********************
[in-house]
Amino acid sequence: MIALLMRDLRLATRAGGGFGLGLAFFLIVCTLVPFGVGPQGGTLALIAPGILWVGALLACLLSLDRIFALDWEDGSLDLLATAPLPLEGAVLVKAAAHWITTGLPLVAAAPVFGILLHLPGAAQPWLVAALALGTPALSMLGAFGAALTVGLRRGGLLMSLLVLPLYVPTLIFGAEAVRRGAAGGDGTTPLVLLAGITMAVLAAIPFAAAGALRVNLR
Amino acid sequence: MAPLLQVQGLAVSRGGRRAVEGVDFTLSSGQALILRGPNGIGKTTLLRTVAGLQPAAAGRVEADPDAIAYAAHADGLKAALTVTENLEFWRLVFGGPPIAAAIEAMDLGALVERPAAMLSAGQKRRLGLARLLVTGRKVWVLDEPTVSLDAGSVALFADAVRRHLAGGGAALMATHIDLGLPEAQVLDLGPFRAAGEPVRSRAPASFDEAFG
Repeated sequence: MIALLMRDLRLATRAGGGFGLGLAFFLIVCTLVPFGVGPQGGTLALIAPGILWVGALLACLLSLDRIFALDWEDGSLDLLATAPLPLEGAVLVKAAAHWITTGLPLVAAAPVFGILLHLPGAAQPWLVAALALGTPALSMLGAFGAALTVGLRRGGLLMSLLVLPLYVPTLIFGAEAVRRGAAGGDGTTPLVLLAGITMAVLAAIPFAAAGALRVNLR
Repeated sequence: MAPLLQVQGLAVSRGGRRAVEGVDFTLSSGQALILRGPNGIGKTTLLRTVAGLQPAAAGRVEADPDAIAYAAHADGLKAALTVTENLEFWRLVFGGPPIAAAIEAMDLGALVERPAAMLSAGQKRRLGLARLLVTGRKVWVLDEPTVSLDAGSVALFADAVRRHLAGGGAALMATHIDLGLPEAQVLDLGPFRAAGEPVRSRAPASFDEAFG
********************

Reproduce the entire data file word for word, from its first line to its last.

[in-house]
Amino acid sequence: MIALLMRDLRLATRAGGGFGLGLAFFLIVCTLVPFGVGPQGGTLALIAPGILWVGALLACLLSLDRIFALDWEDGSLDLLATAPLPLEGAVLVKAAAHWITTGLPLVAAAPVFGILLHLPGAAQPWLVAALALGTPALSMLGAFGAALTVGLRRGGLLMSLLVLPLYVPTLIFGAEAVRRGAAGGDGTTPLVLLAGITMAVLAAIPFAAAGALRVNLR
Amino acid sequence: MAPLLQVQGLAVSRGGRRAVEGVDFTLSSGQALILRGPNGIGKTTLLRTVAGLQPAAAGRVEADPDAIAYAAHADGLKAALTVTENLEFWRLVFGGPPIAAAIEAMDLGALVERPAAMLSAGQKRRLGLARLLVTGRKVWVLDEPTVSLDAGSVALFADAVRRHLAGGGAALMATHIDLGLPEAQVLDLGPFRAAGEPVRSRAPASFDEAFG
Repeated sequence: MIALLMRDLRLATRAGGGFGLGLAFFLIVCTLVPFGVGPQGGTLALIAPGILWVGALLACLLSLDRIFALDWEDGSLDLLATAPLPLEGAVLVKAAAHWITTGLPLVAAAPVFGILLHLPGAAQPWLVAALALGTPALSMLGAFGAALTVGLRRGGLLMSLLVLPLYVPTLIFGAEAVRRGAAGGDGTTPLVLLAGITMAVLAAIPFAAAGALRVNLR
Repeated sequence: MAPLLQVQGLAVSRGGRRAVEGVDFTLSSGQALILRGPNGIGKTTLLRTVAGLQPAAAGRVEADPDAIAYAAHADGLKAALTVTENLEFWRLVFGGPPIAAAIEAMDLGALVERPAAMLSAGQKRRLGLARLLVTGRKVWVLDEPTVSLDAGSVALFADAVRRHLAGGGAALMATHIDLGLPEAQVLDLGPFRAAGEPVRSRAPASFDEAFG